GENEVA, August 6, 2013 – The World Bank and the WTO have agreed to jointly develop and maintain a database on trade in services, an area that is becoming increasingly important and yet for which little information is publicly available. The joint database covers various sectors in more than 100 countries, such as financial, transportation, tourism, retail, telecommunications, and business services, including law and accounting.
The data are presented in four modules covering: members' commitments under the WTO's General Agreement on Trade in Services (GATS); commitments on trade in services in regional trade agreements; members' applied measures affecting trade in services; and services statistics. The first version of the database has just been launched, as part of the WTO’s Integrated Trade Intelligence Portal (I-TIP) Services portal.
Policy makers, researchers, trade negotiators, and the general public can access the database for free. Policy transparency is a public good and a shared objective of both institutions. The World Bank makes trade data publicly available under the Open Data Initiative, as does the WTO with the I-TIP.
Transparency is particularly important in the dynamic area of trade in services because the regulatory framework is complex and little information is publicly available. Cross-border trade in services makes up one-fifth of all world trade, even without considering international transactions through foreign affiliates and the temporary movement of people.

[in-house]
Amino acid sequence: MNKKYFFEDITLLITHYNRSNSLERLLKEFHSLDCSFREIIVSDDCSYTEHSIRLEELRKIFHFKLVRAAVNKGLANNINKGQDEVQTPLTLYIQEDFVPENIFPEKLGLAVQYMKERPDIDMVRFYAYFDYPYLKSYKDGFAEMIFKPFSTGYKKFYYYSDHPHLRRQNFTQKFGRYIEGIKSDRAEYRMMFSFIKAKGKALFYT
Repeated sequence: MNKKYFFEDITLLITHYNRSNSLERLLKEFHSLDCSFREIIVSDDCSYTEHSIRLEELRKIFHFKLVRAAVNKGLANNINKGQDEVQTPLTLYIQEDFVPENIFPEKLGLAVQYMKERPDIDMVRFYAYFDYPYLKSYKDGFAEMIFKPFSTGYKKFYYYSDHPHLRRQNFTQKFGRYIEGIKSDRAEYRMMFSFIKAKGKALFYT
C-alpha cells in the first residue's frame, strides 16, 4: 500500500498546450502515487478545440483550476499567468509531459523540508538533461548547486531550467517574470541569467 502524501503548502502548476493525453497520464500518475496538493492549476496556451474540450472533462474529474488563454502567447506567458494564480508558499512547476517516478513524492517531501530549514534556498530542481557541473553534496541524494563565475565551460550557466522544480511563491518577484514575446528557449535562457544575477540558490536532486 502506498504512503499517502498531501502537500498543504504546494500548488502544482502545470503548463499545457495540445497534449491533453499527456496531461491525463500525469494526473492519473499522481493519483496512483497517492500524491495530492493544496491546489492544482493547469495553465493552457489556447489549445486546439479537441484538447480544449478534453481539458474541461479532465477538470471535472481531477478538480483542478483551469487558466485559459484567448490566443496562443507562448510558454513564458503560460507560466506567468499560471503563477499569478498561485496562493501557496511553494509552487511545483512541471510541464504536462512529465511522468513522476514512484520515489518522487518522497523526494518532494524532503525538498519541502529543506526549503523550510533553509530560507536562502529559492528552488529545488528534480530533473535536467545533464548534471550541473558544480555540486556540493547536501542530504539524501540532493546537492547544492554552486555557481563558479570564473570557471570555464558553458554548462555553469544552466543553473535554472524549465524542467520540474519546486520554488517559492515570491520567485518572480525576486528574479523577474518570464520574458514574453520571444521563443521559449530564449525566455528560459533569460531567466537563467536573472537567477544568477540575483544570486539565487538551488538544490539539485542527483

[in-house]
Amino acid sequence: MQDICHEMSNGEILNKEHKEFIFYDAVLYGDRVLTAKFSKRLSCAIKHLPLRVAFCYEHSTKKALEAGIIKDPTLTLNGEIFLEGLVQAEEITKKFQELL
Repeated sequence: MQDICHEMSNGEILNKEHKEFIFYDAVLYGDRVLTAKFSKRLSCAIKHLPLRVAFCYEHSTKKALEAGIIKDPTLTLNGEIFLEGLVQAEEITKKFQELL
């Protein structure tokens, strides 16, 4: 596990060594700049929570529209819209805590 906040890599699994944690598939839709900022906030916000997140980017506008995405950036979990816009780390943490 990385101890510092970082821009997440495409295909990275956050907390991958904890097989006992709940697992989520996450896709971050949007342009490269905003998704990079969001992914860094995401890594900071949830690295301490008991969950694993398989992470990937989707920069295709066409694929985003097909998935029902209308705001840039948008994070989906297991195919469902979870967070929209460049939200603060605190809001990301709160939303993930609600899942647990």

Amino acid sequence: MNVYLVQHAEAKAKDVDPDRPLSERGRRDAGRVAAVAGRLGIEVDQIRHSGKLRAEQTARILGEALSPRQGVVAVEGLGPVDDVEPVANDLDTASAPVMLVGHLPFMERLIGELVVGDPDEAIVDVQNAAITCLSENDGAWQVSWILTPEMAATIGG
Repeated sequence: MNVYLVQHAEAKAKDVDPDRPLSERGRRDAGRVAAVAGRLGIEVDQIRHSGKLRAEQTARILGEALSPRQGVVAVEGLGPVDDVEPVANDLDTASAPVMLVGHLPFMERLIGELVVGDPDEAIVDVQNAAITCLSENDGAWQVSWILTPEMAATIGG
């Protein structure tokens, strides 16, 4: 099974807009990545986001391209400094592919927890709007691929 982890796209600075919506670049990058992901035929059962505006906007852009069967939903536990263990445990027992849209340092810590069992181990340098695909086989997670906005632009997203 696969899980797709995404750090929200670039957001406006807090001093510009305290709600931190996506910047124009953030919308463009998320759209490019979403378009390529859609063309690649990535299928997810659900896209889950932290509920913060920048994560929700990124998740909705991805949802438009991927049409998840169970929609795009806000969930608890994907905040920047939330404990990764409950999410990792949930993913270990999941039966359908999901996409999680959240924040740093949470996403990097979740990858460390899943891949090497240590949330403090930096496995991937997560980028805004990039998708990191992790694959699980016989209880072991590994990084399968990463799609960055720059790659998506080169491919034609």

This WTO-World Bank arrangement exploits synergies between both institutions. Among other things, the joint database combines WTO data, including those on legal commitments, trade policy reviews (TPRs) or trade monitoring reports with World Bank data on applied policies from the Services Trade Restrictions Database, which went public last year. Both institutions will work hard to make sure the joint database stays up to date and expands to cover more sectors and countries.